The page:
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Ugly face of power explored in Glastonbury’s party field

PUBLISHED: 12:24 24 June 2015 | UPDATED: 12:24 24 June 2015

Glastonbury Festival, at Worthy Farm in Somerset. Photo Matt Crossick/ PA

Glastonbury Festival, at Worthy Farm in Somerset. Photo Matt Crossick/ PA

PA Archive/Press Association Images

Older performers pretending to be part of a new political cult will try to indoctrinate young Glastonbury party-goers, as part of an immersive Arcola theatre project to engage people who do not traditionally take part in the arts.

Diego Benzoini, Ali Wright, Douglas Deans, Gaynor Thompson, Kate Green, James Rattee;, Nick Connaughton, Katherine Grube, Mieke de Wit, Andrea Francis at the Arcola Theatre in Dalston.Diego Benzoini, Ali Wright, Douglas Deans, Gaynor Thompson, Kate Green, James Rattee;, Nick Connaughton, Katherine Grube, Mieke de Wit, Andrea Francis at the Arcola Theatre in Dalston.

Performers pretending to be part of a new political cult will try to indoctrinate young Glastonbury party-goers, as part of an immersive theatre project to engage people who do not traditionally take part in the arts.

Half of the amateur actors in the Arcola Theatre’s immersive show are over 55, and have never before been to Glastonbury, let alone performed in its interactive theatrical Shangri-La field.

At the weekend they will join a team of 1,500 crew, performers and artists for a walk-around performance, handing out pamphlets promoting the nine rules of their new belief system called Gemeenshap – meaning society in Dutch.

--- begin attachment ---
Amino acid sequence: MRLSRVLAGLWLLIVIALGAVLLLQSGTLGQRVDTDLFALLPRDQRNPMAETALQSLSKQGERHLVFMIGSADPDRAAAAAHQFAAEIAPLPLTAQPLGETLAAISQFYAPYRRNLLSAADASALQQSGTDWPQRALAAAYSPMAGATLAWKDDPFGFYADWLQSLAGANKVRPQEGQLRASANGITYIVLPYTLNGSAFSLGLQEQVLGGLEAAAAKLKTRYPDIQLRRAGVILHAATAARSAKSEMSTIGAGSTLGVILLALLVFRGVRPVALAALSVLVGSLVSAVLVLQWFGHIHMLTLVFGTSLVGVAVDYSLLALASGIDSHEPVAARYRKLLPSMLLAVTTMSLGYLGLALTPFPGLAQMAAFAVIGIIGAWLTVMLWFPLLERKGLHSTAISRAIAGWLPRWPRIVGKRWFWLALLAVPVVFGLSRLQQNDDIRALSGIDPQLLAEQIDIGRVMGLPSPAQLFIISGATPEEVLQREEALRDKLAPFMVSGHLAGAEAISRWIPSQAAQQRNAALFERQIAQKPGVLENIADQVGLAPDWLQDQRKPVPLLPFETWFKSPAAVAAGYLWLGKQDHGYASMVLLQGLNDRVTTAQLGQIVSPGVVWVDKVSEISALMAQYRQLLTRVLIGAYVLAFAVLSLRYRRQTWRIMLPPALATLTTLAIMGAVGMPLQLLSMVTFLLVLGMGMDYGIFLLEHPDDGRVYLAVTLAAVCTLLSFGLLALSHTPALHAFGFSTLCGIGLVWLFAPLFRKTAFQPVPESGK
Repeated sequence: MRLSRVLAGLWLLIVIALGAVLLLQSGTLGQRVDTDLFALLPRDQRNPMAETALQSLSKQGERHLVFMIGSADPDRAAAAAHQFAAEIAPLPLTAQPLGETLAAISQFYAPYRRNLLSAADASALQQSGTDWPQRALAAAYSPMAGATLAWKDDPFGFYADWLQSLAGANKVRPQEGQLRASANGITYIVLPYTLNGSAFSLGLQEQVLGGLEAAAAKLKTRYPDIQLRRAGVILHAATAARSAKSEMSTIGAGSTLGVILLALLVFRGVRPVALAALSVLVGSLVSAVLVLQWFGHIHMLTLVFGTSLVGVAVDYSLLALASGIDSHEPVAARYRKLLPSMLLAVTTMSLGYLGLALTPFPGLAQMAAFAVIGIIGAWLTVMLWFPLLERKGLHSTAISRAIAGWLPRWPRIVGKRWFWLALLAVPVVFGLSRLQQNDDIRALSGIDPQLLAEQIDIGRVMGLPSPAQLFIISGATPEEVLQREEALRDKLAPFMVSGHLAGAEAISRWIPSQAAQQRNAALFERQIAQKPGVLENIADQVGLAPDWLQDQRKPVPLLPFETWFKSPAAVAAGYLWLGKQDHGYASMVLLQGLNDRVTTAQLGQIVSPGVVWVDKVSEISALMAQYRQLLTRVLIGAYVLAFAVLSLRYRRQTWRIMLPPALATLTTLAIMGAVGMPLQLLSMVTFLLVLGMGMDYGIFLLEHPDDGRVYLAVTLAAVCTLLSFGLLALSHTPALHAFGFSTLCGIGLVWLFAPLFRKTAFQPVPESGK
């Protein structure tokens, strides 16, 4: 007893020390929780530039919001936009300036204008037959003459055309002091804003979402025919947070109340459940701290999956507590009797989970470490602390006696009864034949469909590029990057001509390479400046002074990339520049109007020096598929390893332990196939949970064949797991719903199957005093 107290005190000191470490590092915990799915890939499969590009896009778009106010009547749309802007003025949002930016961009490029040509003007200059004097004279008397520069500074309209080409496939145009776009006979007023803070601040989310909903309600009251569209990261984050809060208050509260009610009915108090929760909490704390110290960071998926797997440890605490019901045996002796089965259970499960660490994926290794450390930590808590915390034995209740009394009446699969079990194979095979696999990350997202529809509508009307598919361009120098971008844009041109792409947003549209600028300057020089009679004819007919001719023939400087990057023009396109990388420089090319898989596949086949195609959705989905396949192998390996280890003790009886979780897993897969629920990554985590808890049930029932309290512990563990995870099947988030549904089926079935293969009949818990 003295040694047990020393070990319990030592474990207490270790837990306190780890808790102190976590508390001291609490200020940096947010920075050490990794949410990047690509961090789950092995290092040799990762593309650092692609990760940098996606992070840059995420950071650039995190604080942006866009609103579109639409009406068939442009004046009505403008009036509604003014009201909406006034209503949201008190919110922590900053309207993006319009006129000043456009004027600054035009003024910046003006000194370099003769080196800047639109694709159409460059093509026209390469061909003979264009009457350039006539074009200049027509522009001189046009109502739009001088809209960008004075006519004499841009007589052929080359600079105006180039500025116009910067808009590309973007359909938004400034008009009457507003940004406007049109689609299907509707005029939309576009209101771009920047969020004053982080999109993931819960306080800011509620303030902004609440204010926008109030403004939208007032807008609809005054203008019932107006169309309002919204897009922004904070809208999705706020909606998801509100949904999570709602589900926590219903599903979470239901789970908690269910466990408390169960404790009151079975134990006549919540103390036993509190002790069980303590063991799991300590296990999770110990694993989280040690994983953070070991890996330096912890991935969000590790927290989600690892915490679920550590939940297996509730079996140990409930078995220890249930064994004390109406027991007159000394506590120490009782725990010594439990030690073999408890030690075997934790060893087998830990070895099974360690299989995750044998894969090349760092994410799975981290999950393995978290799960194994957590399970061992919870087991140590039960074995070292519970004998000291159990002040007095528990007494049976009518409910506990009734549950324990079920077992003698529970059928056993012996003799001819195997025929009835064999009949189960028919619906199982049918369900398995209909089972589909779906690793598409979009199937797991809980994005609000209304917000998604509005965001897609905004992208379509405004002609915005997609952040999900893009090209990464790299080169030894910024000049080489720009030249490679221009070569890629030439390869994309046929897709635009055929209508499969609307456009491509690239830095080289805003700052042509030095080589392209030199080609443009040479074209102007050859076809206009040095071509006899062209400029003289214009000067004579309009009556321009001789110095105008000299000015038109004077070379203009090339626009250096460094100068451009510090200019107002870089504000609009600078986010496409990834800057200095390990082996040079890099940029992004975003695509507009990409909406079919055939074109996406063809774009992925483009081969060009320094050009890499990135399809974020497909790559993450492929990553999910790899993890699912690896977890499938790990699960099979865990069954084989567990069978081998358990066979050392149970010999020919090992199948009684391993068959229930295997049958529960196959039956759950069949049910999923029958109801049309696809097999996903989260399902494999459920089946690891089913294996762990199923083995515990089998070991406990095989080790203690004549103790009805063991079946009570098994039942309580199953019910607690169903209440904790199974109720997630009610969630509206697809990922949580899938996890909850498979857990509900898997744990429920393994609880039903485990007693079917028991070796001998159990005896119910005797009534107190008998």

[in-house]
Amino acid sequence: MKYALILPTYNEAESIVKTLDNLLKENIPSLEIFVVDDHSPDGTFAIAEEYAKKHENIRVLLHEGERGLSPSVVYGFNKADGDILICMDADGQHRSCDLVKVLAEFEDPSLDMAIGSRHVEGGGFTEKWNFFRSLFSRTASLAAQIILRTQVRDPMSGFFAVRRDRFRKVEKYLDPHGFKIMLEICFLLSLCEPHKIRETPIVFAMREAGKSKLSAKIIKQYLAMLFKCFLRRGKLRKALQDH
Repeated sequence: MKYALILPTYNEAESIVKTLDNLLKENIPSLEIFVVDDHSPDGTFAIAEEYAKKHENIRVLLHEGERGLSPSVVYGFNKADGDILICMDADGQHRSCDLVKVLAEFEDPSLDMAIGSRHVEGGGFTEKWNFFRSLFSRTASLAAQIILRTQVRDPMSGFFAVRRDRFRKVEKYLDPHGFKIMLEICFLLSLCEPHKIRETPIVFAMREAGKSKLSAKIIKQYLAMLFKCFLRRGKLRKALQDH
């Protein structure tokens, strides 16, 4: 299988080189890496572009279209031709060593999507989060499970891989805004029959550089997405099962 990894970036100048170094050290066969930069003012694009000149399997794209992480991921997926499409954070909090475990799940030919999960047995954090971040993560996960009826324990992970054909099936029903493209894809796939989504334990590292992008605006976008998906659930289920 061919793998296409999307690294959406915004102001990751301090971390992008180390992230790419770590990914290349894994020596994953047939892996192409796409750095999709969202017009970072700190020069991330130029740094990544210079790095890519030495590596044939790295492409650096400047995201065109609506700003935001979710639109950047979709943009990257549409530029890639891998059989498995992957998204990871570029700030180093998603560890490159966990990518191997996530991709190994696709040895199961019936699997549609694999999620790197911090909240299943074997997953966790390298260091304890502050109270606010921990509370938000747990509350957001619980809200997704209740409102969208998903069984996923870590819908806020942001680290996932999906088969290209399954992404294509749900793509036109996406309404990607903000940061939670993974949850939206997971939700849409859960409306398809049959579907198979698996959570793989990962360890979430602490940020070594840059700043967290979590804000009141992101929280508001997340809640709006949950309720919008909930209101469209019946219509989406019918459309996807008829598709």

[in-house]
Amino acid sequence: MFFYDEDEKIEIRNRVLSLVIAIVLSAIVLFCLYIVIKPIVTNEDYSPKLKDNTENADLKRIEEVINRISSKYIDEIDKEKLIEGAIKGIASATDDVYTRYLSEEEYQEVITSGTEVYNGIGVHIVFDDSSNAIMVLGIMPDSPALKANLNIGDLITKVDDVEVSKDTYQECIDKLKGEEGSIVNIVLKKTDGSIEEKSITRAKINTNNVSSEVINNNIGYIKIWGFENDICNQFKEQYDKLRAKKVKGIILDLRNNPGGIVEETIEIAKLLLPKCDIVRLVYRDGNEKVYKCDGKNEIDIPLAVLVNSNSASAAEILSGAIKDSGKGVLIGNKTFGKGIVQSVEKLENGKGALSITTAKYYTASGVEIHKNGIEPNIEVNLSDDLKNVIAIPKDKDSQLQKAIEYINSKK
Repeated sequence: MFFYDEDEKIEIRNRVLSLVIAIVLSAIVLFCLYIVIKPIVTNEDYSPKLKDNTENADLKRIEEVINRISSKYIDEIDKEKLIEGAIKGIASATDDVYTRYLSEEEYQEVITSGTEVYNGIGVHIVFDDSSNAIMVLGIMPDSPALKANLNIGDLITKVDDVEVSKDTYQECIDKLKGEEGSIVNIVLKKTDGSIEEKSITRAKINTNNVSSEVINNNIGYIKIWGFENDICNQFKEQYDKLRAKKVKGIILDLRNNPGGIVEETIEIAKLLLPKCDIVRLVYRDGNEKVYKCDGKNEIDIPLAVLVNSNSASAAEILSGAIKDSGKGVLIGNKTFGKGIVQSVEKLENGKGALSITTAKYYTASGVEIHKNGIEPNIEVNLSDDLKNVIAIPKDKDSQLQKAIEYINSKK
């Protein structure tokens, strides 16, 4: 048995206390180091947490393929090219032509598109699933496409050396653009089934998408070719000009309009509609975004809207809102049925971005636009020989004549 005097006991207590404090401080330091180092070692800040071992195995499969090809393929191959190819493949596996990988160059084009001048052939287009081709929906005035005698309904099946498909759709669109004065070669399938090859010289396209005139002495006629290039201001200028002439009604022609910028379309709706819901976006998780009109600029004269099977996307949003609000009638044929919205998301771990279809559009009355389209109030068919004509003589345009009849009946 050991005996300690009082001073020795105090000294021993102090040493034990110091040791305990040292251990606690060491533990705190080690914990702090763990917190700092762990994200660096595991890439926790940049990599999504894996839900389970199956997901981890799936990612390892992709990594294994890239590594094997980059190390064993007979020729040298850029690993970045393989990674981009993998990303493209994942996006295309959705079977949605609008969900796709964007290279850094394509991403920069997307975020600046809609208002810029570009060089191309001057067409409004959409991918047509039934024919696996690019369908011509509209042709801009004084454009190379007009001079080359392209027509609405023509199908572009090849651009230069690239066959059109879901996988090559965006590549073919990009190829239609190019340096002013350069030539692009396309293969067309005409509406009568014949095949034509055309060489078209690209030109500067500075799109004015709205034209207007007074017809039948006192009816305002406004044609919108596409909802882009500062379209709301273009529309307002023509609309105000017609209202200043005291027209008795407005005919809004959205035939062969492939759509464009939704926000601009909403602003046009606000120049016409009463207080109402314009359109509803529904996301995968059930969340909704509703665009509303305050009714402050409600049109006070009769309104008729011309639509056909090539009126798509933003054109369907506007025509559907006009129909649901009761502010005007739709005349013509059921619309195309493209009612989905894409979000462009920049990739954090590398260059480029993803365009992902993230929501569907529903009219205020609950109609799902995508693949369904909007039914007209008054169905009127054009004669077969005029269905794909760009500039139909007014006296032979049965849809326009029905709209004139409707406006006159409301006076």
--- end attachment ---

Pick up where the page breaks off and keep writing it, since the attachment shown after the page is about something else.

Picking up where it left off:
They will also stage a more traditional performance depicting what goes on behind the doors of power in the Gemeenshap political structure, and how its leaders might make decisions.

A collaboration between Mieke de Wit of Laak-theater in The Hague and Nick Connaughton from the Arcola in Dalston’s Ashwin Street, the show explores how inequality affects our perceptions of power.

Both theatres are located on the fringes of institutions of power – The International Criminal Court in The Hague and The Stock Exchange in London – and the directors wanted to find out how each community viewed the institutions.

Mr Connaughton, creative engagement manager, said: “It takes a little bit of a turn. It starts out very positive but as with most institutions of power they have one face publicly and another face privately, it’s not all pretty there.

“The project was about how to get people involved who don’t traditionally take part in the arts and culture.

“It will be a surprise for the punters to see older performers in what is traditionally a young people’s party space. This was part of the attraction of Glastonbury – to surprise the audience and to open up the access so it’s not the usual suspects.

“You usually know who’s going to be performing in these kind of places and you don’t expect older actors.”

“We have been having discussions about touring the show, we would love to do the next incarnation of the project in the Hague and Hackney. It’s definitely on the cards.”


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